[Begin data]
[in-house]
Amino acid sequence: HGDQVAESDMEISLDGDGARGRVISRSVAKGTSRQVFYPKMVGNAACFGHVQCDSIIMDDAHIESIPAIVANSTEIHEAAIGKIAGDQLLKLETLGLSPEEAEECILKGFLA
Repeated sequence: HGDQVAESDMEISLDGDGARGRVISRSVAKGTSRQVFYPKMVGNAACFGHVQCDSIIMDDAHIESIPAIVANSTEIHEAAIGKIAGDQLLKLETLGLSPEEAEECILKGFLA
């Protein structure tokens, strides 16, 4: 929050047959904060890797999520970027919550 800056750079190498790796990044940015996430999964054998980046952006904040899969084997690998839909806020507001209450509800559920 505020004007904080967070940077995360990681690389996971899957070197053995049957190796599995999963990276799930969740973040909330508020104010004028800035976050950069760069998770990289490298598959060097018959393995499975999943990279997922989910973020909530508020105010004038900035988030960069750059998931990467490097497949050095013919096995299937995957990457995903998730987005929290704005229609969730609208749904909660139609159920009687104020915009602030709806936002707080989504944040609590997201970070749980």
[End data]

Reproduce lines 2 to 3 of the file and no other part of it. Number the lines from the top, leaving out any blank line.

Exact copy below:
Amino acid sequence: HGDQVAESDMEISLDGDGARGRVISRSVAKGTSRQVFYPKMVGNAACFGHVQCDSIIMDDAHIESIPAIVANSTEIHEAAIGKIAGDQLLKLETLGLSPEEAEECILKGFLA
Repeated sequence: HGDQVAESDMEISLDGDGARGRVISRSVAKGTSRQVFYPKMVGNAACFGHVQCDSIIMDDAHIESIPAIVANSTEIHEAAIGKIAGDQLLKLETLGLSPEEAEECILKGFLA